Day 6 (Mon 16th April)
(Remember, useful links relating to content listed at the end)
This morning, after my now routine stroll through the reassuringly simple streets of N22, was assessed teaching, not as nerve wracking as it sounds. So 6 of us were given 4 poses and half an hour each, teaching flowing from one to the other. This meant when we weren’t teaching we were doing continuous yin yoga and I have to say, it was very very nice. I taught a session today. So tomorrow morning will be the other 6 teachers and for me will be 3 hour non-stop which will be bliss. But I’ll be doing some physical activity in the morning for balance (more online half hearted HITT training for me!) and walks midday and early evening.
The afternoon was led by Ben Wolff, a yin yoga teacher and yoga/neuroscience researcher whose work is based on modern evidence-based science as well as incorporating ideas from TCM (Traditional Chinese Medicine and yoga (totally floating all my boats). I’ve met many interesting people, he’s one of the most interesting (although we just scratched the surface). He also has the accolade of single handedly inspiring me to re-consider entirely how I practice breathing and how I teach it too. Much more in a future post, little bits and bobs below.
Key learning from today’s training
– Maybe in our practice we could sometimes move away from the desire, the need, the habit, to look always for sensations. Are pain and sensations useful experiences, can we trust them? Do you know which is the most important muscle of the human body? It’s the diaphragm my friends. If you stop using it you will not last long. But where do we feel pain if we have a problem with our diaphragm muscle? Is it where you’d expect, in the mid torso, where the diaphragm is? No, it’s up in the neck (because this is where the phrenic nerve starts and it’s key to working the diaphragm). My point is, how can we make sense of the body when sensation is not always where the problem lies. This is why we may want to move away from focusing on sensations sometimes, and we’ll explore this from time to time in future yin and restorative classes.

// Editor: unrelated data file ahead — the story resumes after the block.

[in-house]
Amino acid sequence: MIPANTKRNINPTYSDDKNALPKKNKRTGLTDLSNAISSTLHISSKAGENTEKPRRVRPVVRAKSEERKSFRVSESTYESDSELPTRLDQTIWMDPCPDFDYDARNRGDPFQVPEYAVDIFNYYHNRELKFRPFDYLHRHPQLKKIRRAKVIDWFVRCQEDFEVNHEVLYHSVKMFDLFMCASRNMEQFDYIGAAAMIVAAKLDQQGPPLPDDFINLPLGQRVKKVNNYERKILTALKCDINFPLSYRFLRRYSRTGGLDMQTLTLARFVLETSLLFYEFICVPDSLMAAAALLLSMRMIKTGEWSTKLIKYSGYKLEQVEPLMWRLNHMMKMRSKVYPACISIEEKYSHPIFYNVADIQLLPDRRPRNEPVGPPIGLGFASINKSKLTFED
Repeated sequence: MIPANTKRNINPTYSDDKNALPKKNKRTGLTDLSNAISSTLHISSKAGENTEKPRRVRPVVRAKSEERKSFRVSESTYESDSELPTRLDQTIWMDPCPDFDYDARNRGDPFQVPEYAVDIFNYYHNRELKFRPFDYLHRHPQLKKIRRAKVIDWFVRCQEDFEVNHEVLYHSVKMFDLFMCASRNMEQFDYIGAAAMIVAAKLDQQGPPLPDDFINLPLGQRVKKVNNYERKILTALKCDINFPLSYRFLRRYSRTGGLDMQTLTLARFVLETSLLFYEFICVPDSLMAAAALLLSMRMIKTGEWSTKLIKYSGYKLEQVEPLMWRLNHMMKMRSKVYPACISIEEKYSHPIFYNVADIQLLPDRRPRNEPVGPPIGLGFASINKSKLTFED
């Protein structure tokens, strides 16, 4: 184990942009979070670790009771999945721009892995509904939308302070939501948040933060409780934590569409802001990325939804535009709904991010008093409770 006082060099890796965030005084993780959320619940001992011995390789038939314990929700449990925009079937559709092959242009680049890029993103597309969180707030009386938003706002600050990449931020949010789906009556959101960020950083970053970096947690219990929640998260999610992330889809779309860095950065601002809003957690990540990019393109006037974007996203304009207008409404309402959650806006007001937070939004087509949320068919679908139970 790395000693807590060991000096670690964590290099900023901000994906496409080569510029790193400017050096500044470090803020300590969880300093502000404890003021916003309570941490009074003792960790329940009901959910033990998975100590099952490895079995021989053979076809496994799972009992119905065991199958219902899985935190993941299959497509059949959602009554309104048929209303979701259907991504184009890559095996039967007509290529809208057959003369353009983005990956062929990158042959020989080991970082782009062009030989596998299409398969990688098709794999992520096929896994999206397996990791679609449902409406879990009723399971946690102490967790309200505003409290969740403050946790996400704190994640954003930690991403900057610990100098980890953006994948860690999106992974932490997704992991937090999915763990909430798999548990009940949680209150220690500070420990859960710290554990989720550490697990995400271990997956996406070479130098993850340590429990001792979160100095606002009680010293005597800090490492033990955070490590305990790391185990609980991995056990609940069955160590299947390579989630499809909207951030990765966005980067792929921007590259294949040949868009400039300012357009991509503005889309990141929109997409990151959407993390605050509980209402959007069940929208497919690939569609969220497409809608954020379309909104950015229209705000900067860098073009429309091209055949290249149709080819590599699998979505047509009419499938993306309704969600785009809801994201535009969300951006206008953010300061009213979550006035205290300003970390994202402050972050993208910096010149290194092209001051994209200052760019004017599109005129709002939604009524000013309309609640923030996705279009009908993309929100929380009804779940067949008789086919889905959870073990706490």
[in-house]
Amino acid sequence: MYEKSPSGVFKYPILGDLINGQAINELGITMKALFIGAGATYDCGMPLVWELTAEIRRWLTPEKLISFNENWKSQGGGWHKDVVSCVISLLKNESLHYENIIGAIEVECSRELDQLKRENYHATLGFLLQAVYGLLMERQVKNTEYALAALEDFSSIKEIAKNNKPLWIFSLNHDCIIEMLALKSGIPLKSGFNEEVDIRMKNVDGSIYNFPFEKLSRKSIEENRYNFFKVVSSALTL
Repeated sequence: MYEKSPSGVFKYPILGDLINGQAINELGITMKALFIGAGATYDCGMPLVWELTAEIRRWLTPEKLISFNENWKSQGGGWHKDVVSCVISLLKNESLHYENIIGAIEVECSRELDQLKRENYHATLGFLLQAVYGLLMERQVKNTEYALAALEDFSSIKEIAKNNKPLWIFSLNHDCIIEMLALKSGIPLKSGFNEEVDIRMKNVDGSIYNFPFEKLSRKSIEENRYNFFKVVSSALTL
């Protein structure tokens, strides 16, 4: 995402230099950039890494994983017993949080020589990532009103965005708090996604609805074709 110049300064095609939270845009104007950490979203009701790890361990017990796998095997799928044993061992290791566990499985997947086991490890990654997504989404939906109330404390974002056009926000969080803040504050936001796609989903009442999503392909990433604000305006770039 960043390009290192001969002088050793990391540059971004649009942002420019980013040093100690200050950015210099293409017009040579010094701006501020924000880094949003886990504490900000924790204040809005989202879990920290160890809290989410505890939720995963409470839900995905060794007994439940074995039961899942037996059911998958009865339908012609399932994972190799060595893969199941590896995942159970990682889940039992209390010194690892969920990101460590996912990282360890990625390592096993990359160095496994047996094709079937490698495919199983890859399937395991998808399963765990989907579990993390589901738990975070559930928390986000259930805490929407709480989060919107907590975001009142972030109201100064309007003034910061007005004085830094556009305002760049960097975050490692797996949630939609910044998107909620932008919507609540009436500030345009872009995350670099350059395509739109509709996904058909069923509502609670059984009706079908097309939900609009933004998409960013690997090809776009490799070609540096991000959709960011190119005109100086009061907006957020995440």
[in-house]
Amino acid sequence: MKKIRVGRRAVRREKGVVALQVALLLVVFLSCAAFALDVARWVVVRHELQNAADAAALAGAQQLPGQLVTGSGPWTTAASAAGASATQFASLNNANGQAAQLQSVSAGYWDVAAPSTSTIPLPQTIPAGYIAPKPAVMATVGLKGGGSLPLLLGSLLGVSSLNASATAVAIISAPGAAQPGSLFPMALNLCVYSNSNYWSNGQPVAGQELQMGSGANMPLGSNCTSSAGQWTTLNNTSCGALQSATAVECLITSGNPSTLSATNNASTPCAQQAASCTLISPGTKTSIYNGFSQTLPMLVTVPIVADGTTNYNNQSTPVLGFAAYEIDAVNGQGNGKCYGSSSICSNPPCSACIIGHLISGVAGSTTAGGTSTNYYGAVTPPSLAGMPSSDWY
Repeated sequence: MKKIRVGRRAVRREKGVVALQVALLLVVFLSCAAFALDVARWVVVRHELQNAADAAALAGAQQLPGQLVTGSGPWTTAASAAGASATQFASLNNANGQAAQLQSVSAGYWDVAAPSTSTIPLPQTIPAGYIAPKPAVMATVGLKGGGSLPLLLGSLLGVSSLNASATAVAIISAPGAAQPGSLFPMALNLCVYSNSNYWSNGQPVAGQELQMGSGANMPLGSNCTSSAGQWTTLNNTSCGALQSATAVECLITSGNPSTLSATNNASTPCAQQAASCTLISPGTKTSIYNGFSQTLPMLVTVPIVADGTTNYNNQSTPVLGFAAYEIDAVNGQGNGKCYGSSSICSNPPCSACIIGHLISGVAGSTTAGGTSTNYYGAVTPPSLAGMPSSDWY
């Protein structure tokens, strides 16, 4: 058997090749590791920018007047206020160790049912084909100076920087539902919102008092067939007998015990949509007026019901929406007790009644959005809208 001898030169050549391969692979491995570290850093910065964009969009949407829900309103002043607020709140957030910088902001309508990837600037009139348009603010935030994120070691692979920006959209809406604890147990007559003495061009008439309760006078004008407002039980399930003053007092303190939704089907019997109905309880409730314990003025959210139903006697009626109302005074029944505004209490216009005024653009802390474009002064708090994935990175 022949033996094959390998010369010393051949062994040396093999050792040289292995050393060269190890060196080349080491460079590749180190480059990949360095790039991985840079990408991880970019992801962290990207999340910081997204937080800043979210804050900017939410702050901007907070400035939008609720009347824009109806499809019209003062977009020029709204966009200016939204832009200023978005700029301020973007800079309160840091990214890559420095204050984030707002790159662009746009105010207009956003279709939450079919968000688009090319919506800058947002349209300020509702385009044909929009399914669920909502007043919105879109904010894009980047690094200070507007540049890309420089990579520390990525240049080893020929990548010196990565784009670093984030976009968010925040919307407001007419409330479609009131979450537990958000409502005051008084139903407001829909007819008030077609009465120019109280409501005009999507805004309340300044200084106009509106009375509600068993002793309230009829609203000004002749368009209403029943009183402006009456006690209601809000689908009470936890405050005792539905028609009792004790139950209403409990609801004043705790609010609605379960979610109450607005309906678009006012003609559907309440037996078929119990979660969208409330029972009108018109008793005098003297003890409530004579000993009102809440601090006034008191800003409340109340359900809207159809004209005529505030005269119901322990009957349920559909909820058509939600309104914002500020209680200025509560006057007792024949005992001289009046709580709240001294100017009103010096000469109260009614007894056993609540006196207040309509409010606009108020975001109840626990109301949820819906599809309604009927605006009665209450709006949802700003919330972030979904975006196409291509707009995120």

– Yin Yoga is a coming together of yoga and Daoist practices. It’s why I may talk about meridians (from TCM) in a yin class and not nadis (from yoga). Both are energy channels in the body responsible for the flow of information. The maps are similar but not exactly the same.
– You could say that historical yoga texts were interested in practices to prepare the mind and body for the afterlife while classical doaist texts were more about being healthy in this life. What is more pertinent to you? Personally, at the moment, I’m interested in a healthy body and mind for this life.
If you’re more interested in esoteric practices, you may want to do long breath retentions and other more extreme practices. (Just as if you want to be a prima ballerina you may want to hyperextend the legs and over stretch the hamstrings.) The breath is the major driver of the body’s ability to be in balance, particularly the blood’s pH (which should be 7.2 in health). Hold the breath and all sorts of strange and things happen to our blood and trippy things happen to our mind. I think it’s why free divers report having feelings of spiritual connection and why reclusive spiritual adepts will use extreme breathing practices to access this ‘higher realm’ or at least an altered state of consciousness. Nothing wrong perhaps if that’s your intention. There’s a price to pay though.
– If you can be overwhelmed, and can be underwhelmed, can you be just whelmed? Just lightning the mood a little.
– The same part of the brain responsible for the feeling of food hunger is also responsible for breath hunger. Next time you’re tempted to grab a snack, try a breath snack. The most healthy ratio of breathing is 6 seconds inhale, 6 seconds exhale (5 breaths per minute). This is sometimes called the coherent breath – essentially equally length inhale and exhale, no retentions and slow but not too slow. Lots more to come on this here in later posts and in class!
For a 15 minute TED talk on understanding the messages of pain
A really nice introduction to what a Yin Yoga practice is
Quick little explanation of breath hunger
A slightly annoying but informative American 5 min video on coherent breathing (scroll down the homepage for the video)